But conservative treatment isn’t always the answer. “I have certainly had to refer several individuals to plastic surgeons for consideration of breast reduction,” says Dr. Whang.

While Dr. Whang has seen success with breast reduction surgery, he advises seeking more professional advice first. “The decision to proceed with breast reduction also requires the input of a plastic surgeon to ensure that this procedure is indeed the most appropriate treatment for a particular individual.” 

Breast Reduction for Back Pain

Breast reduction surgery, also called reduction mammoplasty, is becoming more common—“one of the most commonly requested and most predictably successful plastic surgery procedures,” says Dr. Bethanne Snodgrass, MD, on the website of the American Society of Plastic Surgeons (ASPS). In fact, according to the ASPS 2019 Plastic Surgery Statistics Report, more than 46,000 reduction mammoplasties were performed in 2019, an increase over 2018. And a great many of those surgeries were for back pain.

“Having seen several hundred breast reduction operations…overwhelmingly, every woman comes in with some degree of shoulder, neck, and back pain. It is universally common to women with large breasts,” says Dr. Howard.  

When it comes to the decision to have breast reduction surgery, it’s important to know what is and isn’t possible. “I think the most important part of breast reduction surgery starts from the very first moment that I am meeting the patient, and that is expectation setting from the outset,” Dr Howard continues. “If a patient has the right expectations for the surgery, then success is almost guaranteed in this.”

Dr. Howard adds that the “vast majority of patients” see improvement of their symptoms. “So when you set that expectation ahead of time, then they go into it with a realistic look,” he says.

The surgery itself is generally outpatient, done under general anesthesia. Your surgeon will meet with you before the surgery and mark on the skin where incisions will be made. The surgery takes around 2-3 hours in operating room, with a full recovery time of about 3-4 weeks on average. Your surgeon will use techniques to decrease breast volume—the reduction—but also to ensure pleasing aesthetic results and good breast function following surgery. That includes sensation and circulation in the nipples and even the ability to breastfeed after having the surgery.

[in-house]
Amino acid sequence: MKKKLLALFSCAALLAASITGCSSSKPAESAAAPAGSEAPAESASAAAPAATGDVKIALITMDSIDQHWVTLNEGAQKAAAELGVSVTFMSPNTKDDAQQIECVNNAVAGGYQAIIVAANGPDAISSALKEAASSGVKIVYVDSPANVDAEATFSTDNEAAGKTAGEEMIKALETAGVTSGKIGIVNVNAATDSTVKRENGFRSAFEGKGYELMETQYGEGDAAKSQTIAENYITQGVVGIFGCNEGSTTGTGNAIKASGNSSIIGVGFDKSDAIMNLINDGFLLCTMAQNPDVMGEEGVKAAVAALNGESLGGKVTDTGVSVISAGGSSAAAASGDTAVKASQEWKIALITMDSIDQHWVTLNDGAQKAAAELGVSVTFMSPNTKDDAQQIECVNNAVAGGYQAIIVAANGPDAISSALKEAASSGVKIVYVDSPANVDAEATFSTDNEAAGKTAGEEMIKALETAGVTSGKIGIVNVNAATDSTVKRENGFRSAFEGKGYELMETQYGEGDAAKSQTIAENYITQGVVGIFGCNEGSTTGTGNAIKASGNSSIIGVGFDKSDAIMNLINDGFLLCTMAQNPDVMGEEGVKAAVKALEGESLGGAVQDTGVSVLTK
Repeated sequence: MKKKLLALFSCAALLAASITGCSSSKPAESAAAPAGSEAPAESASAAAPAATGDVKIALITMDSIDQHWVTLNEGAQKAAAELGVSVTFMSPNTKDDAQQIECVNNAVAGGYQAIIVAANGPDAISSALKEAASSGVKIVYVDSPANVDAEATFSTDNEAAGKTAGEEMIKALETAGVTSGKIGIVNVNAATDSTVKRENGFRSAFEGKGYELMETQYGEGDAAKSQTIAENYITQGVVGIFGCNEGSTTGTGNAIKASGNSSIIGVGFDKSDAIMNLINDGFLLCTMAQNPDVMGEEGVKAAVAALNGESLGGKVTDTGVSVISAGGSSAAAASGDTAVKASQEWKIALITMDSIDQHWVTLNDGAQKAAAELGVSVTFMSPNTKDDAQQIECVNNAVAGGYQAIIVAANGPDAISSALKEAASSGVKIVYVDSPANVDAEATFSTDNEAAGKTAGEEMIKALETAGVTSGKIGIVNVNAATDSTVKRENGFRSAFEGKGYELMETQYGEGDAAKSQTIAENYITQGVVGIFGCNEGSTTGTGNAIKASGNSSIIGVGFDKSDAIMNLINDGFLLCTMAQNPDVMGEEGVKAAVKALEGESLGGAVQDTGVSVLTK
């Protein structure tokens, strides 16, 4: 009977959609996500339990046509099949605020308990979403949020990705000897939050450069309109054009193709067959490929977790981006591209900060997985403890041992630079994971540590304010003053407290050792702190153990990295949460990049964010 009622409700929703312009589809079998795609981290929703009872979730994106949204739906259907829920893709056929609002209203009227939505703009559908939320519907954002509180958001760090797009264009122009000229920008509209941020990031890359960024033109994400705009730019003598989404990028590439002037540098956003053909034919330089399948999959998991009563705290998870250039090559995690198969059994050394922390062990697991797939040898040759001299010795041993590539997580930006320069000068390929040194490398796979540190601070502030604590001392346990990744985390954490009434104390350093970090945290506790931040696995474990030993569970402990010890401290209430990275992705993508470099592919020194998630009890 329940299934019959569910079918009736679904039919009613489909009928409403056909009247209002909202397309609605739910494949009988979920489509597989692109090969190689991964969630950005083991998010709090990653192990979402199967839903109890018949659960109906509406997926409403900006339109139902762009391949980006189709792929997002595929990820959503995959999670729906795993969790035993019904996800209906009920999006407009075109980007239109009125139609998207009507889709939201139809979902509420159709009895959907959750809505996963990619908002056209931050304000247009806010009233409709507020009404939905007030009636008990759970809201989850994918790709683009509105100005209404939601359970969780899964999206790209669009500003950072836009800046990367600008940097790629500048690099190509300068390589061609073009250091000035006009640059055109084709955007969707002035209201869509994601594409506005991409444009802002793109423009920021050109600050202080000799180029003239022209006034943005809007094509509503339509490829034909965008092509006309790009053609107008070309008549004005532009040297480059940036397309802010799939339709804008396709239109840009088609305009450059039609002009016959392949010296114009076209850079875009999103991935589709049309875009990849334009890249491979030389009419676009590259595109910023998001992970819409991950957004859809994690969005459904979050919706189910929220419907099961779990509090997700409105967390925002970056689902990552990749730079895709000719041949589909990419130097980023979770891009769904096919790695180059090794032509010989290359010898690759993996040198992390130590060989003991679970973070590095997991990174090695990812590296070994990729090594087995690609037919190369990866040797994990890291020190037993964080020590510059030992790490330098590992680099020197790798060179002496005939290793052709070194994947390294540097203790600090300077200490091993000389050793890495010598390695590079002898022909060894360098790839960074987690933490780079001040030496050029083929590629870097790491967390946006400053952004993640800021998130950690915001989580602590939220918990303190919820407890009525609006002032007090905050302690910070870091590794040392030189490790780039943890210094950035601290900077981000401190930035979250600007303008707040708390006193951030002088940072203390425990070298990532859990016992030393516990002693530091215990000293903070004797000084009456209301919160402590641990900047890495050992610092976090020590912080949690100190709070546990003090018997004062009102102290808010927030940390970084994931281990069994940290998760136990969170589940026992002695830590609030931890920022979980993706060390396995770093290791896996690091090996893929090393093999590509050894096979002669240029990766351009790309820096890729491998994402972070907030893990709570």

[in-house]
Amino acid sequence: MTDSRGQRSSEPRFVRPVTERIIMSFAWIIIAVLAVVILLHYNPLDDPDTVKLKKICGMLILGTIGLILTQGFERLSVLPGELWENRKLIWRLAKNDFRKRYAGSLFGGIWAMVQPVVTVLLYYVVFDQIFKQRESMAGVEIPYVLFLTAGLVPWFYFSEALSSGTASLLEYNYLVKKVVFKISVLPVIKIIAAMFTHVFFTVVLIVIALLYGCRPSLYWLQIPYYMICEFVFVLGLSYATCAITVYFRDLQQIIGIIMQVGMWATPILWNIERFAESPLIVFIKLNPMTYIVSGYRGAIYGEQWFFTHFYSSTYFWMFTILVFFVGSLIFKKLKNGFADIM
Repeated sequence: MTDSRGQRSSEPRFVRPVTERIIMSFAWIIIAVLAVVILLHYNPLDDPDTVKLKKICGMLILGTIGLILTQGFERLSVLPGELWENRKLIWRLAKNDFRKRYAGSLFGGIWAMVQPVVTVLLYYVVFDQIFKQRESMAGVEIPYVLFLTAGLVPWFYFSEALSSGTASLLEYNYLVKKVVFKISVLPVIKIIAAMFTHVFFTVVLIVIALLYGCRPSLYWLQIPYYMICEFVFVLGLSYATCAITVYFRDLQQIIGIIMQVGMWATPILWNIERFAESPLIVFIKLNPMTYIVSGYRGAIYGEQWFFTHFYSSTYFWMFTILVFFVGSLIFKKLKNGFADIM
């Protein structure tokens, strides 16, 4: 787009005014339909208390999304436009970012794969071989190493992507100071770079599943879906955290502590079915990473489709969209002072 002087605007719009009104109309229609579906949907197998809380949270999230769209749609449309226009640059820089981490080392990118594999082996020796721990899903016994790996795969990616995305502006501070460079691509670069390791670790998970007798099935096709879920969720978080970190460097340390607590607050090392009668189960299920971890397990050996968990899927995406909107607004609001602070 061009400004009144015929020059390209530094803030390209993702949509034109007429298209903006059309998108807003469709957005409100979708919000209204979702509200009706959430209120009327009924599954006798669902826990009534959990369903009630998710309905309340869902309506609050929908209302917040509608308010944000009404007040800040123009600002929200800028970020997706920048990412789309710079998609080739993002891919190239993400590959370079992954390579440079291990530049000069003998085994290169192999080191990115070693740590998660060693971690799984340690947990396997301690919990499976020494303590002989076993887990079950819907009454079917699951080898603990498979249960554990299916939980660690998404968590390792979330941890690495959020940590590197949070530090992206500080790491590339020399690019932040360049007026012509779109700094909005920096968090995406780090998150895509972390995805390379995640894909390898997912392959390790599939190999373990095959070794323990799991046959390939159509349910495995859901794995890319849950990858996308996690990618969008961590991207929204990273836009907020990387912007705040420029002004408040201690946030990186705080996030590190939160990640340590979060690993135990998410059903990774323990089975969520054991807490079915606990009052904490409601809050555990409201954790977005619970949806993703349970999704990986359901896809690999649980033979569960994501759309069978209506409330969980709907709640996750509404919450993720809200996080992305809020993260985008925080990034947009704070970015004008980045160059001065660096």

There is also something of a lift effect after surgery, which in and of itself helps reduce back pain and back issues. For most women, according to Dr. Howard, “the breast ends up narrower, tighter, and lifted, and then obviously smaller in volume…you’re going to have less strain on the back.”

Satisfied Patients and Post-Surgical Outcomes

Breast reduction surgery results in one of the most satisfied patient populations, says the ASPS: “Patient satisfaction rates after breast reduction are very high, and it is the rare patient who will not experience significant relief of her symptoms after surgery.”

Published medical studies have found similar results. A 2019 study in the journal Plastic and Reconstruction Surgery – Global Open stated “Reduction mammaplasty [sic] produces an unmistakable improvement in signs, symptoms, and quantifiable measures [in spinal angles, posture, center of gravity, and back pain reduction].” A 2020 study in European Spine Journal said, “The evidence gleaned suggests that [reduction mammoplasty] reduces the prevalence of back pain in patients with large breasts.”

If you are a woman with large breasts who has back, neck, and shoulder pain, problems with posture, or similar concerns, talk with your doctor about whether speaking with a plastic surgeon may be right for you. Your doctor and your surgeon can also help you speak with your health insurance company to get them to cover the surgery. After all, in these kinds of cases, it’s not aesthetics. It’s treatment.

“The primary goal is functional improvement” reminds Dr. Howard. “[Surgeons make sure] that the symptoms of the patients do point to a reconstructive/functional improvement. I encourage women to [look into it].”

Updated on: 12/03/20